Henderson County, Texas
Henderson County, located in East Texas between the Neches and Trinity Rivers, is surrounded by Kaufman and Van Zandt Counties to the north, Smith County to the east, Cherokee County to the southeast, Anderson County to the south, Freestone County to the southwest, Navarro County to the west and Ellis County to the northwest. Athens, the largest city and county seat, is near the center of the county about sixty miles southeast of Dallas on U.S. Highway 175, at the intersection of State highways 31 and 19.
Cities, Towns & Communities
Antioch | Athens – county seat | Baxter | Berryville | Brownsboro | Buffalo | Caney City | Centerville | Chandler | Coffee City | Cross Roads | Enchanted Oaks | Eustace | Gun Barrel City | Larue | Leagueville | Log Cabin | Mabank | Malakoff | Mankin | Midway | Moore Station | Murchison| New York | Opelika | Payne Springs | Poynor | Seven Points | Star Harbor | Tool | Trinidad
The Texas legislature established Henderson County on April 27, 1846, and named it in honor of James Pinckney Henderson, first governor of the state of Texas. The county was formed from parts of Nacogdoches and Houston counties. Its court was first held in the home of William Ware, and later, William Love. Henderson County was organized on August 4, 1846, and comprised 3,500 square miles at the time. Buffalo was the county seat until March 1848. Bennett H. Martin presided over the first district court in Buffalo in 1847. Centerville, six miles west of the site of present Eustace, near the center of the county, was to be the permanent county seat. James Harper Starr donated 100 acres of land in the John P. Brown survey for the town, and on September 11, 1848, Chief Justice B. Graham held court there. But Centerville did not remain the county seat. On April 2, 1849, the archives and county government were returned to Buffalo, for reasons not exactly clear, and Centerville ceased to exist.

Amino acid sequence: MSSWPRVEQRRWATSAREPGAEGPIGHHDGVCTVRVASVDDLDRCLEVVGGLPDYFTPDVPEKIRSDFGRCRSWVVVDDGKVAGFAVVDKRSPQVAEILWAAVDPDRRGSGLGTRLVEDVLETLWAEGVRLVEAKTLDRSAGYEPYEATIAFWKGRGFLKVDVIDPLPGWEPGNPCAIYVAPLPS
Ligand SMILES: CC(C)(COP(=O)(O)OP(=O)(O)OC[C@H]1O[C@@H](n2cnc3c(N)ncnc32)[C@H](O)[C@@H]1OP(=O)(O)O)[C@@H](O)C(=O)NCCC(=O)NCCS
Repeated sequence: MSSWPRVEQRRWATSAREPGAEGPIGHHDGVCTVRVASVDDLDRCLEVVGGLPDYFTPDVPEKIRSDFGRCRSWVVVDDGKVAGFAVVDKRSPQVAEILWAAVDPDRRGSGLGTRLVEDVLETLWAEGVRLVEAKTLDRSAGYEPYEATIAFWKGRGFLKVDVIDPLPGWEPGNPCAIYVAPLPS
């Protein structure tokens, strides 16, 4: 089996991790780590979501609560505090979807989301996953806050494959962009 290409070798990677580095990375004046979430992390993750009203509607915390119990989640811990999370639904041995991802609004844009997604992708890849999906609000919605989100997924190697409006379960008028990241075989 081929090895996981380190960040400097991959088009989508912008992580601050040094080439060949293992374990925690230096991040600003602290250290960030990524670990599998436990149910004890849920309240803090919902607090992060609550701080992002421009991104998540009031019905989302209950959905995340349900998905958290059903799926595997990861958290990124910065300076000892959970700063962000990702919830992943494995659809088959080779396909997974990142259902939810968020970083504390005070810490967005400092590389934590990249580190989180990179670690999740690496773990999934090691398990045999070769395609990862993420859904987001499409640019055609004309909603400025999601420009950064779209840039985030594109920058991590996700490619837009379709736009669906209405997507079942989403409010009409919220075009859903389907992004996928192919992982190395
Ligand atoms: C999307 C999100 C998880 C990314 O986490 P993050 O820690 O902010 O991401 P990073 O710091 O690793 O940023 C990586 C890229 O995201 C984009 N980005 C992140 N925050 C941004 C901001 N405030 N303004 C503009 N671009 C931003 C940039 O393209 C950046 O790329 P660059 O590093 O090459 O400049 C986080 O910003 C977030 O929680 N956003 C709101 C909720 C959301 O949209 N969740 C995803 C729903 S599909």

A Memorial and Biographical History of Navarro, Henderson, Anderson, Limestone, Freestone and Leon Counties, Texas, 1883. Digital book on line from The Portal to Texas History.
Defenders: A Confederate History of Henderson County, Texas, 1969 by Leila Reeves Eads, Henderson County Historical Survey Committee. History of Henderson County, 1929 by J. J. Faulk.
Athens, TX 32° 12′ 17.5464″ N, 95° 51′ 19.8756″ W
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